Home loss ends men’s soccer postseason hopes | The Triangle
Men's Soccer

Home loss ends men’s soccer postseason hopes

Senior defender Maty Brennan goes up to defend an incoming University of Delaware header. Defense would end up being the undoing of the Dragons in the game, which they lost 4-0. (Ajon Brodie - The Triangle)
Senior defender Maty Brennan goes up to defend an incoming University of Delaware header. Defense would end up being the undoing of the Dragons in the game, which they lost 4-0. (Ajon Brodie – The Triangle)

Everything has to come to an end eventually.

For the Drexel University men’s soccer team, the ending was as one-sided as it was crushing.

The game against the University of Delaware Oct. 29 was a must-win for the Dragons, a team that’s limped through conference play en route to a measly four points in the conference. To have any chance at making the postseason, the Dragons had to win out, and the first step in doing so was taking down a short-handed Delaware team.

When asked about how his team has ended up in this situation, coach Doug Hess keyed in on a single phase of the game.

“Scoring goals. The final ball. It’s either the final pass or the final strike at goal. The thing with scoring goals, you train movements to create chances. We spend a lot of time in training, training movements of the team and individual players and from there it’s about the individual quality on the final strike,” he said.

Hess felt confident about the Dragons’ chances in the first of their two must-win games, citing the fact that Delaware was missing a litany of key players coming into the game including a main piece of their offense, sophomore Guillermo Delgado. Delgado has 11 goals this season, and missed the match due to a red card in Delaware’s previous contest against the College of Charleston.

As it turned out, Delaware didn’t need Delgado and their offense functioned as well as ever at Vidas Field against the desperate Dragons.
The Dragons managed to keep the Blue Hens at bay for a significant portion of the first half, but in the 35th minute, the game — and the season — fell apart for the home team.

In a 16-second stretch, the Dragons watched as everything they’ve built for the last three months crumbled in front of them, as Delaware netted two goals.

For this Dragons team, needing to score two goals is a virtual death sentence. In the entire season, they’ve only scored two or more goals four times out of 17 games.

And that uphill battle got even worse for the team before halftime, as an Angus Maloney goal in the 42nd minute basically sealed the victory for the Blue Hens.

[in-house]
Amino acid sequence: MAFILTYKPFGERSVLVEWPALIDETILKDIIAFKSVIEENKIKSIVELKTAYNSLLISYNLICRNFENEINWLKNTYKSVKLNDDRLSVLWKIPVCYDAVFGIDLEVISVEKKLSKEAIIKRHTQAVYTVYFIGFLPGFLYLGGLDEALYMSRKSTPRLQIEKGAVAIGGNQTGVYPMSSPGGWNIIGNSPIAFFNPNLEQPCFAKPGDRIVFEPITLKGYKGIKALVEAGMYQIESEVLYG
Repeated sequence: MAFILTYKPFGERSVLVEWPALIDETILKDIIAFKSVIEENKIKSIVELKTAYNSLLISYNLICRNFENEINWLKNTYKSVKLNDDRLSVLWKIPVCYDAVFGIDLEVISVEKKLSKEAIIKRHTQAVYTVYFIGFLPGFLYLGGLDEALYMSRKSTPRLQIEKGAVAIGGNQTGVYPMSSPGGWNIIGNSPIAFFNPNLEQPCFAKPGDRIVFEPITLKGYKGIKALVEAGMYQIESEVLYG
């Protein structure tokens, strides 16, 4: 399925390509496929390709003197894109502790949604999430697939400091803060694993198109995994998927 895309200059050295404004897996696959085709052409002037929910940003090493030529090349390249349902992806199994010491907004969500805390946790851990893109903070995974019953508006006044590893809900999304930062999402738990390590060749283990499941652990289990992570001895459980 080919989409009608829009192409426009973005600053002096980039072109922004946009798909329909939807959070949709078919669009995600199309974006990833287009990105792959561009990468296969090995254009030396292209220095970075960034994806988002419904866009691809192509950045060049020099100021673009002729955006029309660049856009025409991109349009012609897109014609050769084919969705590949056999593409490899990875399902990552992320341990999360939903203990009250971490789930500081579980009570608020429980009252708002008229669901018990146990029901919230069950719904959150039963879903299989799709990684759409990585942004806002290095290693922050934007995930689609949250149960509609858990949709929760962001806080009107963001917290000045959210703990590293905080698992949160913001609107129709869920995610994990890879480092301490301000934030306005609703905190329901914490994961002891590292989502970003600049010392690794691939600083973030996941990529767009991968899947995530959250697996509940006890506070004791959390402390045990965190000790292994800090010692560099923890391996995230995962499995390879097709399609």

From there, the game played out like most games have for the Dragons this season. They got their chances, but were ultimately unable to capitalize, as they were held scoreless in the contest.

With an additional basically meaningless goal in the second half, Delaware pulled out to a four goal lead and held their ground, winning 4-0 when the buzzer mercifully sounded 35 minutes later.

And with that, a dominant force in Colonial Athletic Association play falls. The Dragons had made the NCAA tournament for two consecutive years coming into this one and looked poised to repeat that.

That is, until games started actually counting.

Before the start of conference play, the defensive side of the ball seemed particularly strong for the Dragons, as they held opponents to one or less goals in eight of their first 10 games.

If the Dragons could have just kept that together, with all of the chances their offense was generating, they were bound to find their rhythm and start scoring goals at some point in the season.

But sometimes sports don’t work the way anyone expects them to. The Dragons probably should have been able to put it together and win some games, but they weren’t.

They continued to struggle to score goals. The defense began to crumble. They just couldn’t get the results.

Even with their struggles, the Dragons had the chance to pull back into the top six of the conference, a mark that would have allowed them to reach the postseason, a level where they’ve thrived over the years. They were only a game out before this game and with a little bit of help from some CAA competition, could have snuck their way into the playoffs this season.

But that wasn’t how it happened. And a great run for the Drexel program is possibly over, but that doesn’t mean things are all bad.

For right now, it’s time to celebrate the nine seniors and look forward to watching the rest of this team grow in the next couple of seasons.

Incredibly, there are no juniors on the team. Besides the seniors, only freshmen and sophomores make up the rest of the squad and that’s an exciting prospect.

With that much youth comes inexperience, yes, but it also means that this team will grow together for the next two years and likely be a force when they come into their own.

And that’s truly something to look forward to.

The Dragons end their season against the University of North Carolina at Wilmington at Vidas Field Nov. 4 at 4 p.m.